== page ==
Shane Warne tributes flow at MCG


Small groups gathered around Warne’s statue to take photos, while others arrived early to get photos with Glenn McGrath – who, in his playing days, formed a legendary bowling partnership with Warne – as he headed into the stadium.

The day started in warm sunshine, and by 10am, the two litre-bottles of sunscreen offered outside the stadium are all but empty, as sun-smart attendees helped themselves as they walked through to the turnstiles.

“Where’s the zinc?” one punter asked, eager to join in on the Warnie tribute.

Queues from the coffee carts dwindled about noon, as fans switched to beers and the temperature rose, along with the tempo of the match.

One lively group of cousins and mates – “we’re mostly family, but sorta, kinda not family,” was how one member described the relationship – confessed they’d started on mixed whisky drinks early; from 8.30am.

Michael Bourke’s buck’s party celebrations hit full swing when South African captain Dean Elgar was run out. Credit:Chris Hopkins

“We’re here for Scotty Boland,” one said, excited to see the damage the Victorian bowler could inflict on the South African batsmen. And Boland did not disappoint, collecting the first of four wickets taken by Australia in the first session.

Shortly before lunch, Michael Bourke and his 20 mates roared with cheers when South African captain Dean Elgar was the victim of Marnus Labuschagne’s sharp fielding, and run out. The group, dressed in flamingo-patterned T-shirts with Bourke’s face on them and yellow terry-towelling hats, were celebrating Bourke’s bucks party.

Observing the action in the stands near the lunch break, British travellers Lauren Terry, Hannah Porter and Ami Deacon, commented that the drinking culture seemed tame compared to what they’re used to.

“It’s a really good atmosphere, but hoping it gets a bit more rowdy later on,” Terry said. “Aussies are so nice, it’s a fair bit more relaxed [than at home].”

Hannah Porter, Ami Deacon and Lauren Terry at the MCG Boxing Day Test match.

Hannah Porter, Ami Deacon and Lauren Terry at the MCG Boxing Day Test match. Credit:Chris Hopkins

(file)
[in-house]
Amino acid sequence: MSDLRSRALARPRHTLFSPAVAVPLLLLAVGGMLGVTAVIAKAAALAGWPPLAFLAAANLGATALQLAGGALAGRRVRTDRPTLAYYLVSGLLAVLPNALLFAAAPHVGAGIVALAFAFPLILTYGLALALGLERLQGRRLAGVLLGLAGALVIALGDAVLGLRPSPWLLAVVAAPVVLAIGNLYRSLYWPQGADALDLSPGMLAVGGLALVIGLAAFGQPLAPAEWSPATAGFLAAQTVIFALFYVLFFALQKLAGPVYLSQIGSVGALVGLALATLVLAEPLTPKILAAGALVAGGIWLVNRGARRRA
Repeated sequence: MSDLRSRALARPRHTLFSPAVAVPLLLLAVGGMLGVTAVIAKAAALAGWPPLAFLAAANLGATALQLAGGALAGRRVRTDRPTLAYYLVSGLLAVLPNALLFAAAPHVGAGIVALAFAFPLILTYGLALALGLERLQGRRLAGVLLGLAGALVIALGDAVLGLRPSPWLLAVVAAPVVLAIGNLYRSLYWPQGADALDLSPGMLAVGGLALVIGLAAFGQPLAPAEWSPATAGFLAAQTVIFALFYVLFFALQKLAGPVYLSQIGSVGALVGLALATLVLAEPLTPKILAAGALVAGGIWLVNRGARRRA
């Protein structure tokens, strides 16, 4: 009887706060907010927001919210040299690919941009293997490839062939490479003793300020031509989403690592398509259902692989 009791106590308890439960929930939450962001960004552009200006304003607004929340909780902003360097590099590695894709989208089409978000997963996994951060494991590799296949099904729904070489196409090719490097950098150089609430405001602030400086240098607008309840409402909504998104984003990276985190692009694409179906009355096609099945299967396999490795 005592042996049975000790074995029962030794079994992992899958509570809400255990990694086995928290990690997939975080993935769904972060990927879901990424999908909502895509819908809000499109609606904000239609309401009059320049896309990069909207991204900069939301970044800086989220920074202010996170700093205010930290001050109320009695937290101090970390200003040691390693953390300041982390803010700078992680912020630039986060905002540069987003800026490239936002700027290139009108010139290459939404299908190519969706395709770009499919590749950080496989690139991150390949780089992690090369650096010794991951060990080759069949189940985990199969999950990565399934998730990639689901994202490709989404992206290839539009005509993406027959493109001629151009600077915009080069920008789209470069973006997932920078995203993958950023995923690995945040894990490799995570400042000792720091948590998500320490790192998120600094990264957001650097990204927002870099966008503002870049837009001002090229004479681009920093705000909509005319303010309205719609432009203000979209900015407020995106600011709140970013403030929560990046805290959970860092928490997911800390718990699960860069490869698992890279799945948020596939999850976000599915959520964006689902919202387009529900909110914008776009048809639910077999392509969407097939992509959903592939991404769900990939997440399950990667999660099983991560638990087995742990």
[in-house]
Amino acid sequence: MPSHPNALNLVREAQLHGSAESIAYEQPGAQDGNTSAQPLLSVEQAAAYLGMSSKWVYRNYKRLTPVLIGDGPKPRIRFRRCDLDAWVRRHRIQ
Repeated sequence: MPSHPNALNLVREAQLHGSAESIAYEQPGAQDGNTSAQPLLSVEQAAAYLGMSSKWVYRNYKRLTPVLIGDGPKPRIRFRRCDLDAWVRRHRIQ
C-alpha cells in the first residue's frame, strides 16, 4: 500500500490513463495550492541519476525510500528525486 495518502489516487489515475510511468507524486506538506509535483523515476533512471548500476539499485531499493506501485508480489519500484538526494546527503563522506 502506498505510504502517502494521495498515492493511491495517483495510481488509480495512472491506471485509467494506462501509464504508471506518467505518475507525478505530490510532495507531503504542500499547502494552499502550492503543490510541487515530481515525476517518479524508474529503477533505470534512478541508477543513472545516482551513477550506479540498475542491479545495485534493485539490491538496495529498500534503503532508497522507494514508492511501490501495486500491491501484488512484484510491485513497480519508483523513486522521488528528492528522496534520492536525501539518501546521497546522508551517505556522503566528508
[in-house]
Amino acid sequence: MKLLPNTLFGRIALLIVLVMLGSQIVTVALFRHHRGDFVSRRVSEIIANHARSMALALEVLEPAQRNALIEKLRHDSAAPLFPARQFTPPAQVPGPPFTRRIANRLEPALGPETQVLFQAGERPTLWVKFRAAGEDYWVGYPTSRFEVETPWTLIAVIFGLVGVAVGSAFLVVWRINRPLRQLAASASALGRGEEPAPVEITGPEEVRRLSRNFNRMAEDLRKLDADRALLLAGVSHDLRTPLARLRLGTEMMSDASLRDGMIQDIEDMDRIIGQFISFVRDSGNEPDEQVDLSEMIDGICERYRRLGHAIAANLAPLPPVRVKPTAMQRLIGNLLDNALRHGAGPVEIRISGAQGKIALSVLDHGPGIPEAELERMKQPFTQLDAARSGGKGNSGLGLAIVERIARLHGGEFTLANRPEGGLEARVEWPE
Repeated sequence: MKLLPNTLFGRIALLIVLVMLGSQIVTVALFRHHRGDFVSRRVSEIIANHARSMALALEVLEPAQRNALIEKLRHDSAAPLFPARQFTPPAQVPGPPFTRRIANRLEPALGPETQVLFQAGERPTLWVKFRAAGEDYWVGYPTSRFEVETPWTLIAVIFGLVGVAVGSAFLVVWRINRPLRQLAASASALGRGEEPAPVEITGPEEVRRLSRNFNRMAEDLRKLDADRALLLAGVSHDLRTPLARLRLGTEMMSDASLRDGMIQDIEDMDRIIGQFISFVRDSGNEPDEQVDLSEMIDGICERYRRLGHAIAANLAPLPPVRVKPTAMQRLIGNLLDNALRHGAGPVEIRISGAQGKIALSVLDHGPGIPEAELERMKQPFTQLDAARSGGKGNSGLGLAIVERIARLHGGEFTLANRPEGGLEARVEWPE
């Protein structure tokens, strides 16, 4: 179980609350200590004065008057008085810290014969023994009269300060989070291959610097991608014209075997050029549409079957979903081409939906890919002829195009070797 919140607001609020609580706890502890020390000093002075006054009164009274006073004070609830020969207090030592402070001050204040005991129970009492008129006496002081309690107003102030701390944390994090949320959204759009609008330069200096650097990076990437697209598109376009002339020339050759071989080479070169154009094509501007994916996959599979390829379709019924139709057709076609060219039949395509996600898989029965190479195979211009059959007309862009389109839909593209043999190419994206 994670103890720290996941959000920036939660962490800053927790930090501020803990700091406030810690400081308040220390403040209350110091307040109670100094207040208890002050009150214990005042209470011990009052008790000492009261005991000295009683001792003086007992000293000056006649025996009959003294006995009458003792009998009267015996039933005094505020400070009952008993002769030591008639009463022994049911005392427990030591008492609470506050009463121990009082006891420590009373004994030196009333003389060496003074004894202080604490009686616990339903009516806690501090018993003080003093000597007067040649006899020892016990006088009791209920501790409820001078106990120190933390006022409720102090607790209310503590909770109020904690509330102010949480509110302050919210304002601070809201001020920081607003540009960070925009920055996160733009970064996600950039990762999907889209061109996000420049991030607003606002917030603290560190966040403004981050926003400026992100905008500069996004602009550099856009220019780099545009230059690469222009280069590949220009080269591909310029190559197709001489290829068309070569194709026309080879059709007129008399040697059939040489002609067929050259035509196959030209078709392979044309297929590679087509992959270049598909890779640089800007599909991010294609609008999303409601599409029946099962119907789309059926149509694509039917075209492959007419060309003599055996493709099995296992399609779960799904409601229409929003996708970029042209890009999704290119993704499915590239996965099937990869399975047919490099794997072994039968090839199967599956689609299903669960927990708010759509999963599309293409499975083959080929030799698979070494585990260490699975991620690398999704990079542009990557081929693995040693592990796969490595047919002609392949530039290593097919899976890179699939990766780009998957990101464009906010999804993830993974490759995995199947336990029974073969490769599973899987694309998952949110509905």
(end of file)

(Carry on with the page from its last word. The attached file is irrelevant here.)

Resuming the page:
The three Yorkshire farmers have been in Melbourne for a month, and decided to spend their last day in the city at the MCG with a few beers in the sun – even if it created the prospect of a hungover flight to Sydney.

While not accustomed to the warmer weather, they saw some benefits to the 32-degree heat: “You can drink more because it’s hot,” Porter said, as Terry nodded knowingly beside her.

Unlike those first-timers, Bill Karametos, Philip McShane and Michael Vlahos are no strangers to being at the MCG on Boxing Day.

They’ve had countless memorable moments across 40 years of attending the game with teammates from their North Balwyn cricket club, Koonung Heights, but agree one particular occasion stands out above all others.

 Bill Karametos, Philip McShane and Michael Vlahos have 40 years of memories from attending the cricket on Boxing Day.

Bill Karametos, Philip McShane and Michael Vlahos have 40 years of memories from attending the cricket on Boxing Day.Credit:Chris Hopkins

Although, they cannot recall what year it was, their memories of winning a rich reward with a group quaddie bet while at the MCG remain crystal clear. Such was the size of their win, one member of the party used his share to buy an engagement ring and propose to his now-wife.

The men said this year’s match was particularly special because the grandstand formerly known as Great Southern Stand was making its Test debut as the Shane Warne Stand.

Cricket fans (from left) Mark Honnery, Luke Ryan, Brad Thomas and Merv Thomas arrive at the MCG.

Cricket fans (from left) Mark Honnery, Luke Ryan, Brad Thomas and Merv Thomas arrive at the MCG.Credit:Carla Jaeger

Among those donning the white hats in tribute to Warne were Mark Honnery, Luke Ryan, and father-son Merv and Brad Thomas. Flying down from Newcastle, they were there to tick an item off their bucket list, decades after Merv coached the trio cricket as children.

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“We thought we should go before Merv gets any older,” Honnery joked.

Instead of broad-brimmed hats, mother and daughter Eleanor and Charlie Noonan waited in the long line for coffee early in the morning, wearing the yellow and gold bucket hats handed out at the entry.

They came down from Brisbane in a group of 20, and were prepared for their first taste of cricket at the MCG.

“Boxing Day tests are pretty iconic. To be here for the first day, it’s a bucket list item,” Eleanor said.

Charlie, not one for cricket, was there for a couple of glasses of champagne, and the atmosphere.

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